spring flowers

On Thursday, April 12, I was electrocuted on the mezzanine of the Strand. OK so I wasn’t really electrocuted, per se, it was more of a flashing lights, neon wires, fake screaming kind of thing but, for the murder mystery show’s sake, I was killed. I was the first of seven other local “celebrities” who met their demise in support of the arts that weekend, including Justin O’Dell, Katie Arjona, John Loud, Cassi Costoulas, Vic Reynolds, Mazi Mazloom and Sam Olens.

Each show was limited to 60 murder mystery enthusiasts and nearly all of the shows were sold out. I’m not sure what that says about all of the people who wanted to see us die, but it was a great weekend for the arts and an incredible amount of work went into the production, created by director and playwright Corey Bradberry and escape room designer Jeremy Ledbetter. Each actor in the show had to have a different line depending on what the attendees asked so the script was amazingly intricate. Think escape room through dialogue in an art deco, historic theatre.

Strand General Manager Andy Gaines said the response was overwhelmingly positive so they are considering doing another run of the show in the future. If you attended though, no spoilers, please!

As for me, I believe I can only die and be resurrected once, but stranger things have happened.


He went down to Georgia last month, but Charlie Daniels was far from being the devil with his special visit.

The country music legend lent his star power to help two worthy causes at the beautiful Atlanta home of Phillip and Nan Street. The exclusive, invite-only dinner party included catered fare by Local Three, a live auction and songs and stories from Daniels. Mark Geist, a member of Benghazi Annex Security Team and co-author of the book “13 Hours” was also in attendance and shared his story.

The event raised more than $170,000 for Shepherd’s Men and Daniels’ own charity, Journey Home Project. Both charities work to help veterans recover physically and mentally from the tolls of war and lower the suicide rate for veterans.

When Cobb County resident and Shepherd’s Men Founder Travis Ellis first invited me to the event, I was expecting a small concert where Daniels might pose for a few photos, play a few songs then be on his way. But as the shuttle took me from my parking space and down the long driveway to the Italian-esque mansion, I knew this would far exceed my expectations. The “concert” would be held inside of the home’s living room following a casual, social dinner, making it extremely intimate and meaningful for the 60 or so people in attendance.

Daniels talked about the horses he lost in an awful barn fire. Artist Nikki Davidson of Dallas, Georgia, presented him with a beautiful, patriotic painting of Daniels with the horse he got after the fire named New Beginnings. He sat with his guitar on a simple chair and played “Long Haired Country Boy,” “How Great Thou Art” and a handful of other songs. He talked about BB King and Elvis and Willie Nelson. He pondered over patriotism and hugged veterans and marveled over auction items. He was humble and kind and it was clear these two charities meant a great deal to him, especially since he canceled a show the night before at the Grand Ole’ Opry so he could rest and recover from an illness and be ready to perform at the fundraiser.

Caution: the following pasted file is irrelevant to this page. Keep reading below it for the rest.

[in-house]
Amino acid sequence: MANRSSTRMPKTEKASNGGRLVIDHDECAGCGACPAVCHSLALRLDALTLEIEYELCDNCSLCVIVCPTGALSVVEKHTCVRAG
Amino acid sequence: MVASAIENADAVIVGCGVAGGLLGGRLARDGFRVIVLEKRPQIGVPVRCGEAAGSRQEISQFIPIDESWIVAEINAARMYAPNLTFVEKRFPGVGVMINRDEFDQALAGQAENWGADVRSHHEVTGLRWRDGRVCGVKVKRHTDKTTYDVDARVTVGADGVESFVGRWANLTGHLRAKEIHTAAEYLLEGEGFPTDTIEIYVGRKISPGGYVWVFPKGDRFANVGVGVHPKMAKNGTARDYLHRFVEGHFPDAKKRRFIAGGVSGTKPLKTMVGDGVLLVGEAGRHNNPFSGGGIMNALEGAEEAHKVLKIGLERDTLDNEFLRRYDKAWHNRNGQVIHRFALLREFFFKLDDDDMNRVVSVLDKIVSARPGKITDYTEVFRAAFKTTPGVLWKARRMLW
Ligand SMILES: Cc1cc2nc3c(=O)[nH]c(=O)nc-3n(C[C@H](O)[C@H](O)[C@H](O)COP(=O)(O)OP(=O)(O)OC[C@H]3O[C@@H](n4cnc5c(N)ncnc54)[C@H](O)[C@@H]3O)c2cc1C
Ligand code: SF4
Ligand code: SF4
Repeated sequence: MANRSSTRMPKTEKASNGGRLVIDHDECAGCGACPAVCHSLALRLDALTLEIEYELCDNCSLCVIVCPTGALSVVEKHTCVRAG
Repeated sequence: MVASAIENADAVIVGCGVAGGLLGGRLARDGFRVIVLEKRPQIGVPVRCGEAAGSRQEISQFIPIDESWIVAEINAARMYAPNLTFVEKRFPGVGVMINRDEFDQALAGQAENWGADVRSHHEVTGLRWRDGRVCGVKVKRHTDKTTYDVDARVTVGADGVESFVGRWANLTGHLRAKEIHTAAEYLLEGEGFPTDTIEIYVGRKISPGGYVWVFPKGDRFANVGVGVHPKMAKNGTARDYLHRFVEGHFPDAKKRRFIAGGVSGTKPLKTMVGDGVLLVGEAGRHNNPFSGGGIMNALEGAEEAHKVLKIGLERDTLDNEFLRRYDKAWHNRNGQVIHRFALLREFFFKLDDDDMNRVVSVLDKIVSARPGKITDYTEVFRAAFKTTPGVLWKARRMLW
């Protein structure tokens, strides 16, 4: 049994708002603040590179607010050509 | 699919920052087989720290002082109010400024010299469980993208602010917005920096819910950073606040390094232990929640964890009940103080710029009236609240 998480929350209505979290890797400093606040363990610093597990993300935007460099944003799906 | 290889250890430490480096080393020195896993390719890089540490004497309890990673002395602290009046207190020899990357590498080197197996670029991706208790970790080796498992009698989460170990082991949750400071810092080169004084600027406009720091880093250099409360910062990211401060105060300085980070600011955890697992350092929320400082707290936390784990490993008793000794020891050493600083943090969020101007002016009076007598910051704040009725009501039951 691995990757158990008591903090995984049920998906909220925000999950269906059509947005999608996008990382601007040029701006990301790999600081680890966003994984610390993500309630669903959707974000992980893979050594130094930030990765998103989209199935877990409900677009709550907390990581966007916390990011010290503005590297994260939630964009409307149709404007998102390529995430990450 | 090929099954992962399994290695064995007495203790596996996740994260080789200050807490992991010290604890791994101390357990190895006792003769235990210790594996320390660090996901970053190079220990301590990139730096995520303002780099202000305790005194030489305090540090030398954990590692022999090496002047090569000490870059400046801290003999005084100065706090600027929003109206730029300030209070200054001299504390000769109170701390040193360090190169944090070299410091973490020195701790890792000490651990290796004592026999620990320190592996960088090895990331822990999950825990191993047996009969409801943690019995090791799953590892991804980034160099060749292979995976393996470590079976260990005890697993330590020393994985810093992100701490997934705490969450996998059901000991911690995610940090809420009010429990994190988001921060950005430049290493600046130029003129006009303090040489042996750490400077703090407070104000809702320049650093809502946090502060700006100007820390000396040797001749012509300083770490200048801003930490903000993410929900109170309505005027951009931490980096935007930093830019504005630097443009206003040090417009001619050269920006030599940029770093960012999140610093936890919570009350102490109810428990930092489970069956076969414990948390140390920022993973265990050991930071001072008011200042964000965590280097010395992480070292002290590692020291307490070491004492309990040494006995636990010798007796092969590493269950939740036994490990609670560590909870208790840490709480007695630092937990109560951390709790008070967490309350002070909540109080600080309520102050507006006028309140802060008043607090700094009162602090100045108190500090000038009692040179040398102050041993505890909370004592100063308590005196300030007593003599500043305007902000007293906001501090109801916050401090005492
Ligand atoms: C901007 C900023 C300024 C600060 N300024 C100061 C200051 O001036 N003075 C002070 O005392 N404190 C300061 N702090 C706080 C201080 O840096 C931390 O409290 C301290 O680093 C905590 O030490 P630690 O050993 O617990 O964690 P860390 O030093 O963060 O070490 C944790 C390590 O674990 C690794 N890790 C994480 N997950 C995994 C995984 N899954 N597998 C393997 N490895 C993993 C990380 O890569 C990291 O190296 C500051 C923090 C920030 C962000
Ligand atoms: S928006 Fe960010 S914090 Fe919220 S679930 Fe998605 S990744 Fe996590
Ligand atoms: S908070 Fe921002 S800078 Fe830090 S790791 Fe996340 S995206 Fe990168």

Many Cobb philanthropists were in attendance for the event, including Kim Gresh and George Hartzog, Mitch and Lane Rhoden, Mark and Rhonda Jacobson, Scott and April Wright, Cassy Ferrell and others, mostly to support Ellis and the Shepherd’s Men, although getting up close and personal with Daniels was certainly a plus.

If you are unfamiliar with the Shepherd’s Men, the group is made up of men and women who raise funds and awareness for SHARE Military Initiative at Shepherd Center in Atlanta. This comprehensive rehabilitation program focuses on assessment and treatment for military veterans who have sustained a mild to moderate Traumatic Brain Injury and Post-Traumatic Stress Disorder from service in the post-9/11 wars.

Each year, the group runs an incredible distance ending at the Shepherd’s Center to raise awareness for the cause. This year, the group will be kicking off its fifth annual run in support of SHARE in Chicago, Ill. As in years past, the Shepherd’s Men team will complete a daily 22km run — more than a half-marathon a day (21.1km or 13.1 miles) — to represent the 22 deaths by suicide of U.S. veterans every day. All legs of the run will be open for members of the corresponding community to walk, run and cheer alongside the team. The run will take place May 22 through May 28, with stops in Indianapolis, Indiana; Louisville, Kentucky; Nashville, Tennessee; Johnson City, Tennessee.; Athens, Georgia and Atlanta.

For more information on the group, as well as its upcoming events and fundraisers, visit shepherdsmen.com. If a long-haired country boy can call in sick to the Grand Ole’ Opry to support the cause, anyone can help.

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